To be fair, the Clintons now feel bad about how their politics and policies have worked out for black people. Bill says that he “overshot the mark” with his crime policies; and Hillary has put forth a plan to ban racial profiling, eliminate the sentencing disparities between crack and cocaine, and abolish private prisons, among other measures.

But what about a larger agenda that would not just reverse some of the policies adopted during the Clinton era, but would rebuild the communities decimated by them? If you listen closely here, you’ll notice that Hillary Clinton is still singing the same old tune in a slightly different key. She is arguing that we ought not be seduced by Bernie’s rhetoric because we must be “pragmatic,” “face political realities,” and not get tempted to believe that we can fight for economic justice and win. When politicians start telling you that it is “unrealistic” to support candidates who want to build a movement for greater equality, fair wages, universal healthcare, and an end to corporate control of our political system, it’s probably best to leave the room.

This is not an endorsement for Bernie Sanders, who after all voted for the 1994 crime bill. I also tend to agree with Ta-Nehisi Coates that the way the Sanders campaign handled the question of reparations is one of many signs that Bernie doesn’t quite get what’s at stake in serious dialogues about racial justice. He was wrong to dismiss reparations as “divisive,” as though centuries of slavery, segregation, discrimination, ghettoization, and stigmatization aren’t worthy of any specific acknowledgement or remedy.

But recognizing that Bernie, like Hillary, has blurred vision when it comes to race is not the same thing as saying their views are equally problematic. Sanders opposed the 1996 welfare-reform law. He also opposed bank deregulation and the Iraq War, both of which Hillary supported, and both of which have proved disastrous. In short, there is such a thing as a lesser evil, and Hillary is not it.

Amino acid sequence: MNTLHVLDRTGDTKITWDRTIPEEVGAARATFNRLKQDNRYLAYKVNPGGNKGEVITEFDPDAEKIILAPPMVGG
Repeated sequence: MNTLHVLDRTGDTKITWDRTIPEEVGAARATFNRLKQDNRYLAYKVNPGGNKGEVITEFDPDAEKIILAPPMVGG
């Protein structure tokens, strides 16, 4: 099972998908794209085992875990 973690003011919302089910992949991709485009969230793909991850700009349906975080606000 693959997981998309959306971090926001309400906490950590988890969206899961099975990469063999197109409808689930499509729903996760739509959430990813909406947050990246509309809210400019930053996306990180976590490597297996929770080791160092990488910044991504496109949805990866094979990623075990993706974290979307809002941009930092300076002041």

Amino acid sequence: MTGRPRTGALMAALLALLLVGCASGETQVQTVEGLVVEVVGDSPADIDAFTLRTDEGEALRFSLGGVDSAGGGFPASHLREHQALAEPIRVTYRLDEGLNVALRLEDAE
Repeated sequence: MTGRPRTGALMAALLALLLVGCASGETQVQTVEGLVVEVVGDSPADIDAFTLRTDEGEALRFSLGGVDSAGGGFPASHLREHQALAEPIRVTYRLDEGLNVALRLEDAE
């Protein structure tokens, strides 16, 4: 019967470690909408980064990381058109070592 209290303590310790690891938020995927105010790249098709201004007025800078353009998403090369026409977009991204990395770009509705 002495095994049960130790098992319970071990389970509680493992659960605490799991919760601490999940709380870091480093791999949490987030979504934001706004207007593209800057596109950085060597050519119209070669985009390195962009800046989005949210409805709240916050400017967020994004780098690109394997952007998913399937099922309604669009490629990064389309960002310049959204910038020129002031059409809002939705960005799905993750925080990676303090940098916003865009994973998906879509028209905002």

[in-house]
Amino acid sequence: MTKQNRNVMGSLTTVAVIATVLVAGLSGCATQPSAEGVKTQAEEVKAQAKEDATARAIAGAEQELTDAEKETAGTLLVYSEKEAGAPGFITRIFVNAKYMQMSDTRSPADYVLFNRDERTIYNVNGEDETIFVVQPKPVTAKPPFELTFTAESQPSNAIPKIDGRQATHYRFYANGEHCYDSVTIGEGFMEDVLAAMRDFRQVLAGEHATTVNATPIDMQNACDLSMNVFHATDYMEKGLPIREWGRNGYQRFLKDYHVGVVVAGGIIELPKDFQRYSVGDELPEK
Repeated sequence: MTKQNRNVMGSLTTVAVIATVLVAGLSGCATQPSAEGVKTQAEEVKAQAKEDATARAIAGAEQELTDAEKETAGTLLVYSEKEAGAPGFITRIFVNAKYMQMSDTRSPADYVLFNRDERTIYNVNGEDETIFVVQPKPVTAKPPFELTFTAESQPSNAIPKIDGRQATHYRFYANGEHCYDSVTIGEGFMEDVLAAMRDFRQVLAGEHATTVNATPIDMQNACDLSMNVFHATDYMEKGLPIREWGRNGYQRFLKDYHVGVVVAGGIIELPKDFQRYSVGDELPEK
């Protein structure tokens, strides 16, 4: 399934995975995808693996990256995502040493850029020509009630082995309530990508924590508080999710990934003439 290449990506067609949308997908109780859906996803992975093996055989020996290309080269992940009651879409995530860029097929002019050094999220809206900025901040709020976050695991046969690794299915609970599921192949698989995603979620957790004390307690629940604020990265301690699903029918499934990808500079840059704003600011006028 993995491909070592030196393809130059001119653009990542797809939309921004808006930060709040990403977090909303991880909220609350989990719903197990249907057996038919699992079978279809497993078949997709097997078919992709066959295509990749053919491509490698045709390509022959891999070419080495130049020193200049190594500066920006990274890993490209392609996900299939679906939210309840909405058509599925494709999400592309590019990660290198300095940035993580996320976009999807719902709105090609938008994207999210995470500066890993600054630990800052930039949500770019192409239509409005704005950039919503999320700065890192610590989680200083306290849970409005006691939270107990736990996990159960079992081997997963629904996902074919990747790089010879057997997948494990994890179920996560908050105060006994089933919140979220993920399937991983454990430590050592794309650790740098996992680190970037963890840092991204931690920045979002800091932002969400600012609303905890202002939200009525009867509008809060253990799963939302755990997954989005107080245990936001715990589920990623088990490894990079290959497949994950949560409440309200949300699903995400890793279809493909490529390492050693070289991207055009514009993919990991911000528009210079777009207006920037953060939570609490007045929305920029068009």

The biggest problem with Bernie, in the end, is that he’s running as a Democrat—as a member of a political party that not only capitulated to right-wing demagoguery but is now owned and controlled by a relatively small number of millionaires and billionaires. Yes, Sanders has raised millions from small donors, but should he become president, he would also become part of what he has otherwise derided as “the establishment.” Even if Bernie’s racial-justice views evolve, I hold little hope that a political revolution will occur within the Democratic Party without a sustained outside movement forcing truly transformational change. I am inclined to believe that it would be easier to build a new party than to save the Democratic Party from itself.

Of course, the idea of building a new political party terrifies most progressives, who understandably fear that it would open the door for a right-wing extremist to get elected. So we play the game of lesser evils. This game has gone on for decades. W.E.B. Du Bois, the eminent scholar and co-founder of the NAACP, shocked many when he refused to play along with this game in the 1956 election, defending his refusal to vote on the grounds that “there is but one evil party with two names, and it will be elected despite all I do or say.” While the true losers and winners of this game are highly predictable, the game of lesser evils makes for great entertainment and can now be viewed 24 hours a day on cable-news networks. Hillary believes that she can win this game in 2016 because this time she’s got us, the black vote, in her back pocket—her lucky card.

She may be surprised to discover that the younger generation no longer wants to play her game. Or maybe not. Maybe we’ll all continue to play along and pretend that we don’t know how it will turn out in the end. Hopefully, one day, we’ll muster the courage to join together in a revolutionary movement with people of all colors who believe that basic human rights and economic, racial, and gender justice are not unreasonable, pie-in-the-sky goals. After decades of getting played, the sleeping giant just might wake up, stretch its limbs, and tell both parties: Game over. Move aside. It’s time to reshuffle this deck.

anonymous asked:

Is it possible to have more than one soulmate?

This conditioned, romanticized notion that attraction should only be limited to one individual is completely irrational and only feeds insecurity in how dramatized it is.  Bound by cause and effect, we maintain an active relationship with all individuals on this planet regardless of the labels we give certain one’s and given that we innately desire expansion, this prison-like security of monogamy would seem detrimental to personal and collective growth.  Each partner desiring escape, but not at the expense of the security of their cell.  Obligation weighs like an anchor as repression becomes commonplace and relationships degenerate into parasitic dynamics.

I’m not saying that this will happen by default, or that all people that happen to only desire one person are delusional, but due to how overwhelmingly commonplace and logical it is to desire multiple individuals, one should simply not shame themselves or others for this rational compulsion.